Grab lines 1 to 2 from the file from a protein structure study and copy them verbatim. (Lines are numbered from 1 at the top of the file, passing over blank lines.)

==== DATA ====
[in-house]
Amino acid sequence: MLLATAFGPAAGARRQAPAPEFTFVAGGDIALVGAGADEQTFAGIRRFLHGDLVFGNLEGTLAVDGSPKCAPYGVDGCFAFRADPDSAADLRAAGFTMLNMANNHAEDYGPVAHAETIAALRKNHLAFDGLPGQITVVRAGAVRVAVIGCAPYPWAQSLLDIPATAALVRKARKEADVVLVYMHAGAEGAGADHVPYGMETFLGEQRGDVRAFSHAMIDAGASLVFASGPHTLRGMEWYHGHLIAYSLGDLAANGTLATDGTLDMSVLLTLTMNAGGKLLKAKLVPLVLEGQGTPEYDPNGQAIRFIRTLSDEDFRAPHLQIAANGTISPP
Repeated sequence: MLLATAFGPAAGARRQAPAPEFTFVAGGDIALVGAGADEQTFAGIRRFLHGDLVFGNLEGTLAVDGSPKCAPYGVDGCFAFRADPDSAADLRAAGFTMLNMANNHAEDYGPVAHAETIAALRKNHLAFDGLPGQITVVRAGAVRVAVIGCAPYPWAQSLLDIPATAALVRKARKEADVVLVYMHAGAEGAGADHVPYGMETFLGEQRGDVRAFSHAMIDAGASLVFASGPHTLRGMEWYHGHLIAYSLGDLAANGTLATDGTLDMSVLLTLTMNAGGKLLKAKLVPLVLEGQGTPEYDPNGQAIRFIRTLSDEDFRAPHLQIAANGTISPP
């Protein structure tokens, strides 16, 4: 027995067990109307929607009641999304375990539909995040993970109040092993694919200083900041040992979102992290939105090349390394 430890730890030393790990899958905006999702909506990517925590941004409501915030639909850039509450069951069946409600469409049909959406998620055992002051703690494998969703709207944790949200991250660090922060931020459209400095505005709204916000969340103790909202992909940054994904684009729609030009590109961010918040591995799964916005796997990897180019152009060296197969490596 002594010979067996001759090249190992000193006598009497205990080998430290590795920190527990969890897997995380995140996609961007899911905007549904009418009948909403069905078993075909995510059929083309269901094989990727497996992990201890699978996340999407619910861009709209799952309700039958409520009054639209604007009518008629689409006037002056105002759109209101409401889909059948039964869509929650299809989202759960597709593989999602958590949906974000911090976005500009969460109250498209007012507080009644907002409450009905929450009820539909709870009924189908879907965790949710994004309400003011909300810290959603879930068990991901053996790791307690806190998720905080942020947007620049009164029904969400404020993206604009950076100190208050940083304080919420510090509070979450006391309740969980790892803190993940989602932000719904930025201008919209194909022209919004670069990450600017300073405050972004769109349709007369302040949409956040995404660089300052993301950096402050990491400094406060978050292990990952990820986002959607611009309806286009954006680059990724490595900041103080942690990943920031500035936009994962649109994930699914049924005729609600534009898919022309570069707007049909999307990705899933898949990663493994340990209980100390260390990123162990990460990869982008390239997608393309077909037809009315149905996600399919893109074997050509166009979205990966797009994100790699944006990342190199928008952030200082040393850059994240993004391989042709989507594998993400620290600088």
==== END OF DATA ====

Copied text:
[in-house]
Amino acid sequence: MLLATAFGPAAGARRQAPAPEFTFVAGGDIALVGAGADEQTFAGIRRFLHGDLVFGNLEGTLAVDGSPKCAPYGVDGCFAFRADPDSAADLRAAGFTMLNMANNHAEDYGPVAHAETIAALRKNHLAFDGLPGQITVVRAGAVRVAVIGCAPYPWAQSLLDIPATAALVRKARKEADVVLVYMHAGAEGAGADHVPYGMETFLGEQRGDVRAFSHAMIDAGASLVFASGPHTLRGMEWYHGHLIAYSLGDLAANGTLATDGTLDMSVLLTLTMNAGGKLLKAKLVPLVLEGQGTPEYDPNGQAIRFIRTLSDEDFRAPHLQIAANGTISPP